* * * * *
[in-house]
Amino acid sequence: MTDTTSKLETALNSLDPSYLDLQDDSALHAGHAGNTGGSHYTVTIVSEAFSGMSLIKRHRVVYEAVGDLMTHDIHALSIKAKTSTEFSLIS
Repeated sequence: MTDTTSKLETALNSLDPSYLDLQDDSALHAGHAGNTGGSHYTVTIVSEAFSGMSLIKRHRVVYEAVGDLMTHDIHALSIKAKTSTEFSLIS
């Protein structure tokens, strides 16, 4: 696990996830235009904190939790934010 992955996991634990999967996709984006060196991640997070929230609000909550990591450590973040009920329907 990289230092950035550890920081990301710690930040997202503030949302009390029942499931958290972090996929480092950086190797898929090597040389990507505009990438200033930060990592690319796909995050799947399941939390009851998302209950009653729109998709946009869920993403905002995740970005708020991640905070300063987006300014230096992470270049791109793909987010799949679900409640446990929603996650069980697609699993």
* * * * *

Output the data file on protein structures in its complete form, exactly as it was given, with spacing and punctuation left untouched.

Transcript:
[in-house]
Amino acid sequence: MTDTTSKLETALNSLDPSYLDLQDDSALHAGHAGNTGGSHYTVTIVSEAFSGMSLIKRHRVVYEAVGDLMTHDIHALSIKAKTSTEFSLIS
Repeated sequence: MTDTTSKLETALNSLDPSYLDLQDDSALHAGHAGNTGGSHYTVTIVSEAFSGMSLIKRHRVVYEAVGDLMTHDIHALSIKAKTSTEFSLIS
């Protein structure tokens, strides 16, 4: 696990996830235009904190939790934010 992955996991634990999967996709984006060196991640997070929230609000909550990591450590973040009920329907 990289230092950035550890920081990301710690930040997202503030949302009390029942499931958290972090996929480092950086190797898929090597040389990507505009990438200033930060990592690319796909995050799947399941939390009851998302209950009653729109998709946009869920993403905002995740970005708020991640905070300063987006300014230096992470270049791109793909987010799949679900409640446990929603996650069980697609699993």